This striking red avian species, reminiscent of a finch, is commonly encountered in a variety of habitats. Its habitat range includes forests, forest edges, bushy areas, as well as urban parks and gardens.
Meet the Red Pileated Finch:
“Red-crested Finch (Coryphospingus cucullatus) male” by berniedup is licensed under CC BY-SA 2.0. (cropped)
Physical Characteristics: The Red Crested Finch (Coryphospingus cucullatus), also known as the Red Pileated-Finch, measures approximately 13.5 cm in length and boasts distinctive features. Its most striking attribute is the scarlet, bushy crest adorning its head, complemented by black stripes running along the sides. The upper plumage displays a deep vinous red hue, transitioning to a vibrant crimson down the rump. In contrast, the wings and tail exhibit browner shades. The bird’s eyes are encircled by a narrow white ring, surrounded by a brownish patch.
“araguira rougeâtre, red-crested finch, red pileated finch, soldadito crestirrojo, tico-tico-rei” by Denis Zabin is licensed under CC BY 4.0.
Females, while lacking the red and black crown, possess a more subdued brown plumage.
However, they still retain the crimson rump and the distinctive narrow white eye ring. Their throat appears whitish, while the area below adopts a rosy pink hue.
“araguira rougeâtre, red-crested finch, red pileated finch, soldadito crestirrojo, tico-tico-rei” by Diego Carús is marked with CC0 1.0.
Range: The Red Crested Finch inhabits regions spanning from Guyana and northeastern Brazil along the lower Amazon upriver, with more widespread distribution in the southern interior. Its territory extends southward and westward through Paraguay and Uruguay, reaching northern Argentina and eastern Bolivia. It also maintains a presence in the arid intermontane valleys of northern Peru. Typically, their habitats are situated at altitudes below 1500 m, except in the Andean valleys where they can be found at higher elevations.
“Red-crested Finch” by Wildreturn is licensed under CC BY 2.0. (cropped)
Habitat and Range: The Red Crested Finch thrives in arid scrublands, drier woodlands, and agricultural areas, where it is commonly found and locally abundant. Although it occupies semi-open and arid regions across South America, it tends to avoid populated areas. During the non-breeding season, these finches often form loose flocks, occasionally associating with other finch species.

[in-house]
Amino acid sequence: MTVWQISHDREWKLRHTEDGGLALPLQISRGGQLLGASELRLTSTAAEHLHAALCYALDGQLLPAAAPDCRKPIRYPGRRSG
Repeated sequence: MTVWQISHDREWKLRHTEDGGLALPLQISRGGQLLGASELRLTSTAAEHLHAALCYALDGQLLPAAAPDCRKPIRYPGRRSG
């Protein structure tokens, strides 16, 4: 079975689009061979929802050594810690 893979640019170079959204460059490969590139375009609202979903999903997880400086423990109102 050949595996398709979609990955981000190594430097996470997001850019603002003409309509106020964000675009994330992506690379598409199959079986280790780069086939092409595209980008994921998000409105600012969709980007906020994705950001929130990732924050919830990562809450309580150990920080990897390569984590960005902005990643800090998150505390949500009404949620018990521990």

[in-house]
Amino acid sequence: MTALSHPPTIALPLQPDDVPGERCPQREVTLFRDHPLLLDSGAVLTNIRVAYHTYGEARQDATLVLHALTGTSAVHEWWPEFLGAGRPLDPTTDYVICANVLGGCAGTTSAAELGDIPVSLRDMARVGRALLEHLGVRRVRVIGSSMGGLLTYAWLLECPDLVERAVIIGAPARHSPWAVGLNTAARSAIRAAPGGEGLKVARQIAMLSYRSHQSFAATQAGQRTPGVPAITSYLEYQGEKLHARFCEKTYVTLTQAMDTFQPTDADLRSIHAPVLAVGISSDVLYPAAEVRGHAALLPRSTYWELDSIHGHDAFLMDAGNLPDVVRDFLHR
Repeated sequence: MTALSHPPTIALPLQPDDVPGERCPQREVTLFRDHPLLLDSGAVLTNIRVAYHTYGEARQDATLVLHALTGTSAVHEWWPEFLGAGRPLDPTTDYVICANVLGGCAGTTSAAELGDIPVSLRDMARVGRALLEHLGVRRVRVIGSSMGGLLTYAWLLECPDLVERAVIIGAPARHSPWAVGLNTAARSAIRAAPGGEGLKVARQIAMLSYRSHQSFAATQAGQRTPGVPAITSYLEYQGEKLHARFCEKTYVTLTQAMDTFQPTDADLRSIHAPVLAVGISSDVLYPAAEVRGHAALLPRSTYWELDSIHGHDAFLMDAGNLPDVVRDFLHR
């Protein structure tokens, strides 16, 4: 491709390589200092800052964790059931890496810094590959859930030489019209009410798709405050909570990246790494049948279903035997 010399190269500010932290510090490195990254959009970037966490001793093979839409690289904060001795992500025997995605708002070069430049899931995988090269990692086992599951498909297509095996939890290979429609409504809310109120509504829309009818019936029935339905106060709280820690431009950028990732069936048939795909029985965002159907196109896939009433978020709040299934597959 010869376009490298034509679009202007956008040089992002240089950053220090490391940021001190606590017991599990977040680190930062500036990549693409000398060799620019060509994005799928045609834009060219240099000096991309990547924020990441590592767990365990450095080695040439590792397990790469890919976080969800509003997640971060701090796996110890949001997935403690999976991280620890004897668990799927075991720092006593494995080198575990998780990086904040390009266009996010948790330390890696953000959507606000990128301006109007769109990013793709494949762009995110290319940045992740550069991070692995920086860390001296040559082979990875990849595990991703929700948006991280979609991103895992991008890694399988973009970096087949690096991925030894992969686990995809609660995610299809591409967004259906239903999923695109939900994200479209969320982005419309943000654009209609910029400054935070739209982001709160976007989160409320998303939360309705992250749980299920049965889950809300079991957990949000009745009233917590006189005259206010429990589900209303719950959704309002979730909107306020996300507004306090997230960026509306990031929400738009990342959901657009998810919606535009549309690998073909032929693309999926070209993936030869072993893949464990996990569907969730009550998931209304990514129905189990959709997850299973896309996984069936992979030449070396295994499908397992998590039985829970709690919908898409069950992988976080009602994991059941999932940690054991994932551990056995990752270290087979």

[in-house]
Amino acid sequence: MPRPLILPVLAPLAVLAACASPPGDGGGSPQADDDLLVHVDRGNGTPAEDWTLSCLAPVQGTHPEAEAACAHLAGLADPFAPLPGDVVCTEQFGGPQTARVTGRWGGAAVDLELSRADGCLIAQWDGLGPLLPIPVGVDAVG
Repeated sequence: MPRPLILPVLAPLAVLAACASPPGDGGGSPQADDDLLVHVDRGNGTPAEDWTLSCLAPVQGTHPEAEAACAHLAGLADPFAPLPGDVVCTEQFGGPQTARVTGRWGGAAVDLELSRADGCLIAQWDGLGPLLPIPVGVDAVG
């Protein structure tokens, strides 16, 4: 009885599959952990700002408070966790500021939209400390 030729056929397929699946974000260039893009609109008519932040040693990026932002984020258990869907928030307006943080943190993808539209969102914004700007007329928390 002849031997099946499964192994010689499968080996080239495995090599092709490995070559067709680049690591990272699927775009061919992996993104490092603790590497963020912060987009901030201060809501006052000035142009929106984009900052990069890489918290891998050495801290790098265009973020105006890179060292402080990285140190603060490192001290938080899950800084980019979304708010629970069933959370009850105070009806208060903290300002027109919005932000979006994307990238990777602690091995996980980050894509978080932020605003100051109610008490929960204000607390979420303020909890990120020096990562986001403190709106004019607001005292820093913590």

“Red-crested Finch” by Wildreturn is licensed under CC BY 2.0.
Feeding Habits: Foraging primarily on the ground, especially along grassy borders and within woodland, these finches are primarily frugivorous, feasting on locally available fruits. Additionally, they incorporate insects and other invertebrates into their diet.
“File:Coryphospingus cucullatus – Red crested Finch (female); Restinga de Bertioga State Park, São Paulo, Brazil.jpg” by Hector Bottai is licensed under CC BY-SA 4.0.
Reproduction: Breeding Red Crested Finches raise their young with both parents playing an active role. The male feeds the fledglings after they leave the nest. Their nests, shaped like shallow cups, are constructed from plant material, fiber, and horsehair, securely fastened to the fork of a branch using a web-like substance. The female typically lays 2 white/buff-colored eggs, adorned with a wreath of brown or reddish-brown spots at the larger end.
“Red-crested Finch (Coryphospingus cucullatus) male (30975133753)” by Bernard DUPONT from FRANCE is licensed under CC BY-SA 2.0.
Conservation Status: The Red Crested Finch enjoys an extremely large range, which places it beyond the Vulnerable category concerning range size. Population trends indicate stability, ruling out Vulnerable status based on the population trend criterion. Although the precise population size remains unquantified, it does not appear to approach Vulnerable criteria concerning population size. Consequently, the species is currently classified as “Least Concern.”
“Red-crested Finch” by Wildreturn is licensed under CC BY 2.0. (Cropped)
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